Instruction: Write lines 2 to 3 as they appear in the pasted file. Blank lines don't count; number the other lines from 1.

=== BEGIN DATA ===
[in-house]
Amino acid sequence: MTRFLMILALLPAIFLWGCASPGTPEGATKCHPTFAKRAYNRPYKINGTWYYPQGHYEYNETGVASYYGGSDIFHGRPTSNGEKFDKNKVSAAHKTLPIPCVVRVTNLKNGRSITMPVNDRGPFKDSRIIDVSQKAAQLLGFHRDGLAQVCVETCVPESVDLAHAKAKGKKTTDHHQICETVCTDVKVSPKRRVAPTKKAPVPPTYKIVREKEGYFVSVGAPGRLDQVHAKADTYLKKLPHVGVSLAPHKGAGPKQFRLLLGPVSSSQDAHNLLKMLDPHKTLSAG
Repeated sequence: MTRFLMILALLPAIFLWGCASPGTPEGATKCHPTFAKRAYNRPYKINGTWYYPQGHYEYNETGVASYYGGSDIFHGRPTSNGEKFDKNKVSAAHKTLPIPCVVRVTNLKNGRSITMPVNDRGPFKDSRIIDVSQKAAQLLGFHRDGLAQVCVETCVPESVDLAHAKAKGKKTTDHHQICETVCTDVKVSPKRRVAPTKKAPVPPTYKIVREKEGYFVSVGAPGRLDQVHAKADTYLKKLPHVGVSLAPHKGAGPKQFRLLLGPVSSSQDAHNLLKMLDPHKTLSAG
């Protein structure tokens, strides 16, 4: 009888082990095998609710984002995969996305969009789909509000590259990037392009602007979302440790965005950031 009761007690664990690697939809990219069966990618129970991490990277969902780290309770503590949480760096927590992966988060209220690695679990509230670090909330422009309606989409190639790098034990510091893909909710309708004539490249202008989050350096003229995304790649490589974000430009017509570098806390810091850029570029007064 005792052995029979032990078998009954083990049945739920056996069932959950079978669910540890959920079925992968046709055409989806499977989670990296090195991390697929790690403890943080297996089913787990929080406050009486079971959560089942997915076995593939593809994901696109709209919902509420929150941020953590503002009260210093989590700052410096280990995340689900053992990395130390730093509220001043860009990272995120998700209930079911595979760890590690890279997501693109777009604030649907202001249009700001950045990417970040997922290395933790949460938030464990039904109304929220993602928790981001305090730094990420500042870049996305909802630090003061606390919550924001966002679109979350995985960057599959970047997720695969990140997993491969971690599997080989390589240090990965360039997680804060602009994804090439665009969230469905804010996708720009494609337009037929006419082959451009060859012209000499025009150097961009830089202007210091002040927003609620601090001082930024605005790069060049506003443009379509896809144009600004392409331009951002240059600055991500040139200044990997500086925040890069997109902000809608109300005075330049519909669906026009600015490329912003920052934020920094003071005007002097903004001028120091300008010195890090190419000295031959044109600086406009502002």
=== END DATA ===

Amino acid sequence: MTRFLMILALLPAIFLWGCASPGTPEGATKCHPTFAKRAYNRPYKINGTWYYPQGHYEYNETGVASYYGGSDIFHGRPTSNGEKFDKNKVSAAHKTLPIPCVVRVTNLKNGRSITMPVNDRGPFKDSRIIDVSQKAAQLLGFHRDGLAQVCVETCVPESVDLAHAKAKGKKTTDHHQICETVCTDVKVSPKRRVAPTKKAPVPPTYKIVREKEGYFVSVGAPGRLDQVHAKADTYLKKLPHVGVSLAPHKGAGPKQFRLLLGPVSSSQDAHNLLKMLDPHKTLSAG
Repeated sequence: MTRFLMILALLPAIFLWGCASPGTPEGATKCHPTFAKRAYNRPYKINGTWYYPQGHYEYNETGVASYYGGSDIFHGRPTSNGEKFDKNKVSAAHKTLPIPCVVRVTNLKNGRSITMPVNDRGPFKDSRIIDVSQKAAQLLGFHRDGLAQVCVETCVPESVDLAHAKAKGKKTTDHHQICETVCTDVKVSPKRRVAPTKKAPVPPTYKIVREKEGYFVSVGAPGRLDQVHAKADTYLKKLPHVGVSLAPHKGAGPKQFRLLLGPVSSSQDAHNLLKMLDPHKTLSAG